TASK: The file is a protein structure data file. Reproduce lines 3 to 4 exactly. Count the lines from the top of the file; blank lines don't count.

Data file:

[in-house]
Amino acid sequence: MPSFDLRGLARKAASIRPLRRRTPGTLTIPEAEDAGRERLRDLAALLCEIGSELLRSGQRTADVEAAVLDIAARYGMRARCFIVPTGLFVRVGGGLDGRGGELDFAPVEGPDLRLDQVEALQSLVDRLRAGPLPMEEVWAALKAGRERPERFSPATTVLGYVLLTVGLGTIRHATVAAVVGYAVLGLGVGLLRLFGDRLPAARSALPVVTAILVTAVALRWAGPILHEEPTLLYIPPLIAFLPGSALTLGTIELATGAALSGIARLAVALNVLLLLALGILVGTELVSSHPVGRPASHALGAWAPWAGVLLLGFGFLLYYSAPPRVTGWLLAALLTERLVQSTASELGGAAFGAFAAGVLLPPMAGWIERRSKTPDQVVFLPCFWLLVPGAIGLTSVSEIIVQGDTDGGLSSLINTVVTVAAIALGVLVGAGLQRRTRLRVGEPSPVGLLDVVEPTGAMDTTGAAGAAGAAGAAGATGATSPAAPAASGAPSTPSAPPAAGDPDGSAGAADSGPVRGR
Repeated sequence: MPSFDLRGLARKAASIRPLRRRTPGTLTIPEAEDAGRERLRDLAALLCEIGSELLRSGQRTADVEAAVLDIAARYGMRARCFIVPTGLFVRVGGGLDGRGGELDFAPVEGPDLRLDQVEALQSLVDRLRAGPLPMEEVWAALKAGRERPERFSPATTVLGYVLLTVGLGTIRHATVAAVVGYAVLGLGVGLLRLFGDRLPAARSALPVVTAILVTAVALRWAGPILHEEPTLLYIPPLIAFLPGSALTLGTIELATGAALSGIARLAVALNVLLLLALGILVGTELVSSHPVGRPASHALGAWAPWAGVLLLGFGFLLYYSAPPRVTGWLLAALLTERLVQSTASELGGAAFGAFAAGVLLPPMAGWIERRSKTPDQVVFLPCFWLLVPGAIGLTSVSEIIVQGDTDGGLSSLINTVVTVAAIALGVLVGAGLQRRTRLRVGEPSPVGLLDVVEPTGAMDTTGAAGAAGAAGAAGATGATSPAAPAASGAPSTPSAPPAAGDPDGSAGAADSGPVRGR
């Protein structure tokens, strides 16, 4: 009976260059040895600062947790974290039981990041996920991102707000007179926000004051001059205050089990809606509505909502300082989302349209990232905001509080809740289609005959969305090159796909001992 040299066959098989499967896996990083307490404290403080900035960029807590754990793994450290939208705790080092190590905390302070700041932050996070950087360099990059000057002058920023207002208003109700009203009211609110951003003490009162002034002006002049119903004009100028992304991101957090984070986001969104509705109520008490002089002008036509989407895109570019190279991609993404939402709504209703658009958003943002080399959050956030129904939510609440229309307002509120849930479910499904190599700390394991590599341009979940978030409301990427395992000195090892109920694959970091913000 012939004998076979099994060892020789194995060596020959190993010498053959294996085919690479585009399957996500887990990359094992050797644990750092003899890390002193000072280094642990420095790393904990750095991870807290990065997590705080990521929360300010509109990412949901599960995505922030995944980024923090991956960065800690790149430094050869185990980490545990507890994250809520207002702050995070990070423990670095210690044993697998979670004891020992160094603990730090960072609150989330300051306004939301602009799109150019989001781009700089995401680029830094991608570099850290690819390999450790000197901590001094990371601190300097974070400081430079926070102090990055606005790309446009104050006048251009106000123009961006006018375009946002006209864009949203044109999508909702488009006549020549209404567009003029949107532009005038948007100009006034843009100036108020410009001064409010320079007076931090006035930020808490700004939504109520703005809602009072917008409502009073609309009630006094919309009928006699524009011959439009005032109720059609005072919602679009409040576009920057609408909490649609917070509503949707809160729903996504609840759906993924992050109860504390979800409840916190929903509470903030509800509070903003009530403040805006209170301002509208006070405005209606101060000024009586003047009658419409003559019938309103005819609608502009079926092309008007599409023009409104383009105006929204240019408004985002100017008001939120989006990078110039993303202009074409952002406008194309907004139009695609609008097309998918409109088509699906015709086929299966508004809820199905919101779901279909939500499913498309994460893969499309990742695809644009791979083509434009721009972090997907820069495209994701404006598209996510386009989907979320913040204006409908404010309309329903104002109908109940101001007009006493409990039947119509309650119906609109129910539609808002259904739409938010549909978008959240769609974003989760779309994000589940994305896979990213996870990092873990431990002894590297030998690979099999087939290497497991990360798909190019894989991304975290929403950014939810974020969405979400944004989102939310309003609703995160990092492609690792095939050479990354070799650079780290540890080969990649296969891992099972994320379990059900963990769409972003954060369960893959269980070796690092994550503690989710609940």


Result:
Repeated sequence: MPSFDLRGLARKAASIRPLRRRTPGTLTIPEAEDAGRERLRDLAALLCEIGSELLRSGQRTADVEAAVLDIAARYGMRARCFIVPTGLFVRVGGGLDGRGGELDFAPVEGPDLRLDQVEALQSLVDRLRAGPLPMEEVWAALKAGRERPERFSPATTVLGYVLLTVGLGTIRHATVAAVVGYAVLGLGVGLLRLFGDRLPAARSALPVVTAILVTAVALRWAGPILHEEPTLLYIPPLIAFLPGSALTLGTIELATGAALSGIARLAVALNVLLLLALGILVGTELVSSHPVGRPASHALGAWAPWAGVLLLGFGFLLYYSAPPRVTGWLLAALLTERLVQSTASELGGAAFGAFAAGVLLPPMAGWIERRSKTPDQVVFLPCFWLLVPGAIGLTSVSEIIVQGDTDGGLSSLINTVVTVAAIALGVLVGAGLQRRTRLRVGEPSPVGLLDVVEPTGAMDTTGAAGAAGAAGAAGATGATSPAAPAASGAPSTPSAPPAAGDPDGSAGAADSGPVRGR
């Protein structure tokens, strides 16, 4: 009976260059040895600062947790974290039981990041996920991102707000007179926000004051001059205050089990809606509505909502300082989302349209990232905001509080809740289609005959969305090159796909001992 040299066959098989499967896996990083307490404290403080900035960029807590754990793994450290939208705790080092190590905390302070700041932050996070950087360099990059000057002058920023207002208003109700009203009211609110951003003490009162002034002006002049119903004009100028992304991101957090984070986001969104509705109520008490002089002008036509989407895109570019190279991609993404939402709504209703658009958003943002080399959050956030129904939510609440229309307002509120849930479910499904190599700390394991590599341009979940978030409301990427395992000195090892109920694959970091913000 012939004998076979099994060892020789194995060596020959190993010498053959294996085919690479585009399957996500887990990359094992050797644990750092003899890390002193000072280094642990420095790393904990750095991870807290990065997590705080990521929360300010509109990412949901599960995505922030995944980024923090991956960065800690790149430094050869185990980490545990507890994250809520207002702050995070990070423990670095210690044993697998979670004891020992160094603990730090960072609150989330300051306004939301602009799109150019989001781009700089995401680029830094991608570099850290690819390999450790000197901590001094990371601190300097974070400081430079926070102090990055606005790309446009104050006048251009106000123009961006006018375009946002006209864009949203044109999508909702488009006549020549209404567009003029949107532009005038948007100009006034843009100036108020410009001064409010320079007076931090006035930020808490700004939504109520703005809602009072917008409502009073609309009630006094919309009928006699524009011959439009005032109720059609005072919602679009409040576009920057609408909490649609917070509503949707809160729903996504609840759906993924992050109860504390979800409840916190929903509470903030509800509070903003009530403040805006209170301002509208006070405005209606101060000024009586003047009658419409003559019938309103005819609608502009079926092309008007599409023009409104383009105006929204240019408004985002100017008001939120989006990078110039993303202009074409952002406008194309907004139009695609609008097309998918409109088509699906015709086929299966508004809820199905919101779901279909939500499913498309994460893969499309990742695809644009791979083509434009721009972090997907820069495209994701404006598209996510386009989907979320913040204006409908404010309309329903104002109908109940101001007009006493409990039947119509309650119906609109129910539609808002259904739409938010549909978008959240769609974003989760779309994000589940994305896979990213996870990092873990431990002894590297030998690979099999087939290497497991990360798909190019894989991304975290929403950014939810974020969405979400944004989102939310309003609703995160990092492609690792095939050479990354070799650079780290540890080969990649296969891992099972994320379990059900963990769409972003954060369960893959269980070796690092994550503690989710609940």